Testing (see ‘Testing with FlightScope’ below)
Your evaluation tests every facet of your throwing and athletic baseline to see how your body is prepared for the rigors of training and pitching including strength, explosiveness, shoulder stability and flexibility, and is conducted by Pitching Experts, Certified Trainers and Physical Therapists. We search for areas we can improve to help you fire on all cylinders and have your body work in unison. We also test your pitching baseline ‘by pitch type’ including Pitch Velocity, Spin Rate, Vertical Break, Horizontal Break, Horizontal Movement, Vertical Movement, Vertical and Horizontal Release, Spin Axis, Extension, Release Point – seems like a lot, but the goal is deception and to make every pitch look the same coming out of your hand – this edge is the difference between a hit and a whiff. This proprietary testing procedure is limited to a few testing facilities in the United States and throughout the world. The information if invaluable to you as a pitcher as you progress and as a tool to monitor and shape your success as a pitcher.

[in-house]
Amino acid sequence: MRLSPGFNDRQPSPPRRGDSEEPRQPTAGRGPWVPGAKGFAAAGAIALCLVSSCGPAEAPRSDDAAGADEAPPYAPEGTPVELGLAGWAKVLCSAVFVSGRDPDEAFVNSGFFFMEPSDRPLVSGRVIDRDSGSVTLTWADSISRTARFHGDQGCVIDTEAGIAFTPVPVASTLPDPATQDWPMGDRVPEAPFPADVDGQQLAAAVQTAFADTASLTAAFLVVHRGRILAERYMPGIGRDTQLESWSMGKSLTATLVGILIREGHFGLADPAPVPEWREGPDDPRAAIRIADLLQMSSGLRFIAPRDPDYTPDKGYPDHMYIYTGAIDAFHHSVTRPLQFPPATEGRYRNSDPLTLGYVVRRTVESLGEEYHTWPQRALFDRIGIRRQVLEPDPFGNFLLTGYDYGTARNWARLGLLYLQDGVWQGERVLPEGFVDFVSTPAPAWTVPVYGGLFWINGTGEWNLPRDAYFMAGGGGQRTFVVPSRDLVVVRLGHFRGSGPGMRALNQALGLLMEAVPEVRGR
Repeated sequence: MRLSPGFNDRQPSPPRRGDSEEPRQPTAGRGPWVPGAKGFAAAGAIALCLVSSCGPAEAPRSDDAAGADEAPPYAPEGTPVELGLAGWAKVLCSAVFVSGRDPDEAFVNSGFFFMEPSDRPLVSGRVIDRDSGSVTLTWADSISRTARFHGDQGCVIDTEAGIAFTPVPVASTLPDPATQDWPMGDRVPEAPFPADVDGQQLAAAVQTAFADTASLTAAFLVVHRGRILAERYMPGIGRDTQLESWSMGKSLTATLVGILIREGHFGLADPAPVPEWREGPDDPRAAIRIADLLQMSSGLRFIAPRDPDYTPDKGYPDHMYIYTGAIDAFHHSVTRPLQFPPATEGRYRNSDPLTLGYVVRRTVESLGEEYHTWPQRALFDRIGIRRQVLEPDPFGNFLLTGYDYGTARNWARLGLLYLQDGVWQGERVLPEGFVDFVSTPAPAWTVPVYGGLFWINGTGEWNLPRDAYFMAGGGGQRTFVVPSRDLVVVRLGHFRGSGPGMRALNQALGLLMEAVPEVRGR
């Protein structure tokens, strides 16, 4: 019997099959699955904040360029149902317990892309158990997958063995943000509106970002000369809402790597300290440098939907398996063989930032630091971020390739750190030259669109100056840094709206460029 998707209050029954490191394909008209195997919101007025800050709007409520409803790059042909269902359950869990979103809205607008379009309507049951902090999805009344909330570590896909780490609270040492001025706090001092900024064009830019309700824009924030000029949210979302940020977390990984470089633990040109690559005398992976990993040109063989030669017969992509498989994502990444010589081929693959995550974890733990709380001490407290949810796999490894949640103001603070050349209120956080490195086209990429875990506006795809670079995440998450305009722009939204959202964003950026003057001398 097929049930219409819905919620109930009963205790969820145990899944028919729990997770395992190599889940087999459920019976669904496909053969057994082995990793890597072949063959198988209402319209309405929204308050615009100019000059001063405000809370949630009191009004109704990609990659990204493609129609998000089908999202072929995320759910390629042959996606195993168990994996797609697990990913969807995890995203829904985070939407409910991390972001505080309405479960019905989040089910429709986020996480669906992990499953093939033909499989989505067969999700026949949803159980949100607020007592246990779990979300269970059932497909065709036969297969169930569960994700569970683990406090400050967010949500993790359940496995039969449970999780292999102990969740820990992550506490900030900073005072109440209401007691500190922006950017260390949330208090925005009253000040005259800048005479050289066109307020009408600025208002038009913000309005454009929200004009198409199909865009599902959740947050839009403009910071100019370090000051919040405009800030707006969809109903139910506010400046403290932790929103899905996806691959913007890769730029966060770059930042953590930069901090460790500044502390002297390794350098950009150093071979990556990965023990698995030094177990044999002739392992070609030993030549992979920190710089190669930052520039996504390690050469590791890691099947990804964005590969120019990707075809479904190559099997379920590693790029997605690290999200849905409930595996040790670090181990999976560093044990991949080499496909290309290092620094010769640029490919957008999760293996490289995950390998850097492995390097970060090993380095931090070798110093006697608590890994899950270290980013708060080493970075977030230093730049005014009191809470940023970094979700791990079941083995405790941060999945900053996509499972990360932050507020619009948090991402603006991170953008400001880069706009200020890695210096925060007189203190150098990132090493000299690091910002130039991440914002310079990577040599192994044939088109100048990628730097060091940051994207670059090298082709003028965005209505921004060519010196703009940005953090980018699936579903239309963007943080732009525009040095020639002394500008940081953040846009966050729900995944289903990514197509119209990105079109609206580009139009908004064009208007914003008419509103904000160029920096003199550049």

Off season is time to get aggressive, but in-season holds another key to constant improvement, recovery cycles, stability and injury detection and prevention. We help you through a long season of throwing and allow you to recover faster and perform to your potential every time on the field or the mound.
To Start the DriveLine Program please talk with Ed Halstead 888-890-0008 EXT 704.
Testing with FlightScope
1. Pitch Velocity (VELO)/Release Speed = Speed of pitch when it leaves the pitcher’s hand